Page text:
The Disney Civil War That Led to Arcade Video Game Classics

Illustration for article titled The Disney Civil War That Led to Arcade Video Game Classics

We don't often associate Disney with video games - not outside of its current push as a publisher, anyway - but in the late 1970's, turmoil at the famous animation studio inadvertently led to the creation of two arcade classics.


Don Bluth was an animator at Disney in the 60's and 70's, who worked on movies like 101 Dalmations, Sleeping Beauty and Robin Hood. In 1979, however, having been worked to the bone on Pete's Dragon with no bonuses or thanks, Bluth quit, amidst reports (like this Variety article) that all was not well in the relationship between Disney's executives and its animators.

He quickly formed his own company, Don Bluth Productions. Which, for the record, did not build houses.


Had Bluth left on his own, it wouldn't have been that big a deal. Lots of people work on movies. But when Bluth left, he took eleven of Disney's animators with him. Ever wonder why Disney stopped making good cartoons for around a decade, starting with the early 1980's? Yeah, it was largely because of that.

Don Bluth Productions lasted from 1979 until 1985, and during that time produced only one feature animated film, cult favourite The Secret of NIMH. While also putting out on animated short, the rest of Bluth's time was taken up in a spin-off venture with a man by the name of Rick Dyer.

The pair came up with the idea to produce arcade games that, using new laserdisc technology, could display Bluth's top-shelf animation during gameplay instead of the relatively primitive sprites or vectors other games could manage. In 1983, the first of these games, Dragon's Lair - one of the first games to ever charge two quarters for a single play - hit arcades.

On the downside, the use of pre-recorded visuals meant gameplay was incredibly primitive, relegating the "player" to someone making directorial decisions like when to initiate an attack. But for many, that didn't matter. Dragon's Lair looked amazing, the clarity of laserdisc and the quality of Bluth's work resulting in a game that still looks great even by today's standards.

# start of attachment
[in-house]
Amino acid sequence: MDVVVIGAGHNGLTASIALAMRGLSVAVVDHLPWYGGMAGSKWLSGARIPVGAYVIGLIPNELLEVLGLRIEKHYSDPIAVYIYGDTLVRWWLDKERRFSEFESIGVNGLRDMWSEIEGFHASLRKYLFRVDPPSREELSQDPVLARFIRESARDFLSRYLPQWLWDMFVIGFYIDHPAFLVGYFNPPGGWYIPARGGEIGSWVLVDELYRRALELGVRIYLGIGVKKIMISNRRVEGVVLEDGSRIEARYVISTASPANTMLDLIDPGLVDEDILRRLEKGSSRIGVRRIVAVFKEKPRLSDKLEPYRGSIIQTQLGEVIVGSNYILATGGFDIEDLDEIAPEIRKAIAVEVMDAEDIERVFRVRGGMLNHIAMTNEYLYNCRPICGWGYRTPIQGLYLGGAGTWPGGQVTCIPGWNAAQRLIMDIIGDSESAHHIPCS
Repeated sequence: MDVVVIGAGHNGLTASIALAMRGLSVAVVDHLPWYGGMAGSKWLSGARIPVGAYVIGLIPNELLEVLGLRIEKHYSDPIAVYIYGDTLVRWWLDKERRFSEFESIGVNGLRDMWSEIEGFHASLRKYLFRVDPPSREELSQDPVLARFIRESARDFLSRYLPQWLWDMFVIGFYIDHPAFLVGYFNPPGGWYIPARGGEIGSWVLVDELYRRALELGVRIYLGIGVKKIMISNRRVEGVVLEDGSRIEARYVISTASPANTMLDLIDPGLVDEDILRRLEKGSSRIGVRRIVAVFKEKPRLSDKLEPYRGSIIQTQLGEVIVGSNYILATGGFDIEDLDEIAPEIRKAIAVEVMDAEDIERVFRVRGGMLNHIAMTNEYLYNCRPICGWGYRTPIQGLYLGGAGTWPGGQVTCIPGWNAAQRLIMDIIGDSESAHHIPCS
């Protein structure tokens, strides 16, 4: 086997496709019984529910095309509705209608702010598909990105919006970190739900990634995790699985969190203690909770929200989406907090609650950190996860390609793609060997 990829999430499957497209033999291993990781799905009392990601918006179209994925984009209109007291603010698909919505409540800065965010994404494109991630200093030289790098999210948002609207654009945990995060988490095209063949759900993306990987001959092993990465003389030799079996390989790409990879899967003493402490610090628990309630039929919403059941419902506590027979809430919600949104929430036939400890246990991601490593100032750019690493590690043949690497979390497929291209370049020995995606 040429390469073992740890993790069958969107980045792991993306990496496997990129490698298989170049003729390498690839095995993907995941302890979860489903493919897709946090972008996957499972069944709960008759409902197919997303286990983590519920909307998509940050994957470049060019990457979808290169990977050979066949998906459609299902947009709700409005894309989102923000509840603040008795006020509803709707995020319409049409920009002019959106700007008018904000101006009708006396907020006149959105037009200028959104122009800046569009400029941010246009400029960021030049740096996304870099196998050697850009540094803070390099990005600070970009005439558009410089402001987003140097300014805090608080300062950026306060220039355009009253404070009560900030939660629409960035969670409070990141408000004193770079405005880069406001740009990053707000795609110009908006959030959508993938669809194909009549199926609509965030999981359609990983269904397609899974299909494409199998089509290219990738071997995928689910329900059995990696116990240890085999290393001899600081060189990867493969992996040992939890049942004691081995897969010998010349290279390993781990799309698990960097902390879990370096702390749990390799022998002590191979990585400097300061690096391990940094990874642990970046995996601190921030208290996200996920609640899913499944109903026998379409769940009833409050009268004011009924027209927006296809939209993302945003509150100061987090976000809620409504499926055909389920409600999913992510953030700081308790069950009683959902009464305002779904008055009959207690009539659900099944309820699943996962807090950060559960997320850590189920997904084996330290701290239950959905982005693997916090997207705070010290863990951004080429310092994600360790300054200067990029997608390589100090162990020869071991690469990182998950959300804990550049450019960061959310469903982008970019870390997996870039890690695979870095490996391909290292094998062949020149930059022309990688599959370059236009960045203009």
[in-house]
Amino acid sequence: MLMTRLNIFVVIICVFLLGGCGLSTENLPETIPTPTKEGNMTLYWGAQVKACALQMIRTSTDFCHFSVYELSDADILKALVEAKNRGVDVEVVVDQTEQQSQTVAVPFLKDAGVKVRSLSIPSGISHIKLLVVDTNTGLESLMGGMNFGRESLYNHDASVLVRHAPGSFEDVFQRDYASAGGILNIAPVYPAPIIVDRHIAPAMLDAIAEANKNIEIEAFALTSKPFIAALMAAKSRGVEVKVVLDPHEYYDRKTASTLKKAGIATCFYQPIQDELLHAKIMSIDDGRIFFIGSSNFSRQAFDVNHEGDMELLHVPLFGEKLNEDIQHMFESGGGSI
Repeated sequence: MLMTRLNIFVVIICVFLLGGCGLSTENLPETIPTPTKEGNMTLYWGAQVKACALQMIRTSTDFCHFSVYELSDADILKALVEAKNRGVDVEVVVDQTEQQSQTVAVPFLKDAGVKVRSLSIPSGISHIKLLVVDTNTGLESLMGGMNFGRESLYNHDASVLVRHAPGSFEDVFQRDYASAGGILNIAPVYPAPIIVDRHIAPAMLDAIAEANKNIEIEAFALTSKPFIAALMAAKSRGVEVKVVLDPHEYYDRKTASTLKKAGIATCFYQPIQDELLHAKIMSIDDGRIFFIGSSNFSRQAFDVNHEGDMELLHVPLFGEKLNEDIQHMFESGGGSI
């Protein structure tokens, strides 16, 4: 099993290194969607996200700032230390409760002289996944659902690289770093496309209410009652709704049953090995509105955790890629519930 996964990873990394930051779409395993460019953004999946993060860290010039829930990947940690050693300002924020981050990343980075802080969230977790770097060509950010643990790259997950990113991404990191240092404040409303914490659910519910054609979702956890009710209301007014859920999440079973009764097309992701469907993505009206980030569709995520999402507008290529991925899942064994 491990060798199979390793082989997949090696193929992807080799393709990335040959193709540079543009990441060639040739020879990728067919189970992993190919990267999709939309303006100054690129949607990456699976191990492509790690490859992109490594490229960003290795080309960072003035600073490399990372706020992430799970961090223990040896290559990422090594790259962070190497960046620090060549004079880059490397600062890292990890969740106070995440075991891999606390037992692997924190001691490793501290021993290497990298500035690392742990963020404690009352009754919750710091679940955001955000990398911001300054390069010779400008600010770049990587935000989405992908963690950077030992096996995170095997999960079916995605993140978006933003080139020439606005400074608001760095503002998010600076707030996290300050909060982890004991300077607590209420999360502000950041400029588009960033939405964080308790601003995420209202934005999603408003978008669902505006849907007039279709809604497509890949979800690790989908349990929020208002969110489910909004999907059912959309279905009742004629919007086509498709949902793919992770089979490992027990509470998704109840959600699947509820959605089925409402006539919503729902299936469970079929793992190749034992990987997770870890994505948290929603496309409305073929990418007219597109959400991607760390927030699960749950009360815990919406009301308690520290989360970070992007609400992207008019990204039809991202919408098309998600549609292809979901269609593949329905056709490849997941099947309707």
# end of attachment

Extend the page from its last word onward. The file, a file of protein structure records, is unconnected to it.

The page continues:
It was followed a year later by Space Ace, a similar title which at least gave players a little more involvement, as instead of executing quick-time-events they could also make basic decisions like which path the hero would take.


Although Bluth's first independent venture went bankrupt shortly after, in 1985, he would quickly found another animation company, and later go on to work for 20th Century Fox. In that time, he worked on movies like An American Tail, Land Before Time and Titan A.E.

Illustration for article titled The Disney Civil War That Led to Arcade Video Game Classics

Commander Borf, the villain of Space Ace (and who Bluth actually provided the voice for!)

He has also found time to work with video games a little more, providing the cinematics for forgettable 2003 platformer I-Ninja, and more recently provided the artwork for Tapper: World Tour, which was out earlier this year.


It's easy to deride the primitive gameplay of these titles now, but remember, back then the sheer quality of the game's graphics made the reduced interactivity less of a concern. The millions of dollars the games (including a 1991 sequel to Dragon's Lair) made backed this up.


It also "inspired", for better or worse, similar games produced during the "FMV" (full motion video) era of the PC CD-ROM, 3DO and Sega CD, who would rely on pre-recorded visuals at the expense of actual gameplay.

And to think, all that came about not through a bold, visionary, lifelong plan, but because a guy who worked at Disney got worked too hard and quit!


Total Recall is a look back at the history of video games through their characters, franchises, developers and trends


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Another reason that Bluth left was that he (and the other animators) felt that the Disney brass had lost touch with the company's original spirit. Bluth and co. had been brought up by the old-guard of animators, guys who worked on the masterpieces of the 40's and 50's, to carry the touch and keep the art of animation alive. If you look at Disney's films in the 1970's its pretty obvious that they were cutting costs on the animation end and forcing the animators to pump out subpar work for the sake of profit. Compare The Secret of NIHM to any of Disney's late 70's work and you'll see a huge difference in quality, which is even more impressive since NIHM had a small budget.

The sad thing is that 2D animation seems to be dying in the States. I like CG but there's a charm with hand-drawn stuff that just can't be replicated. There are still people keeping the art-form alive but it's pretty clear that we'll never see feature-length animation on par with Bambi or Pinocchio again.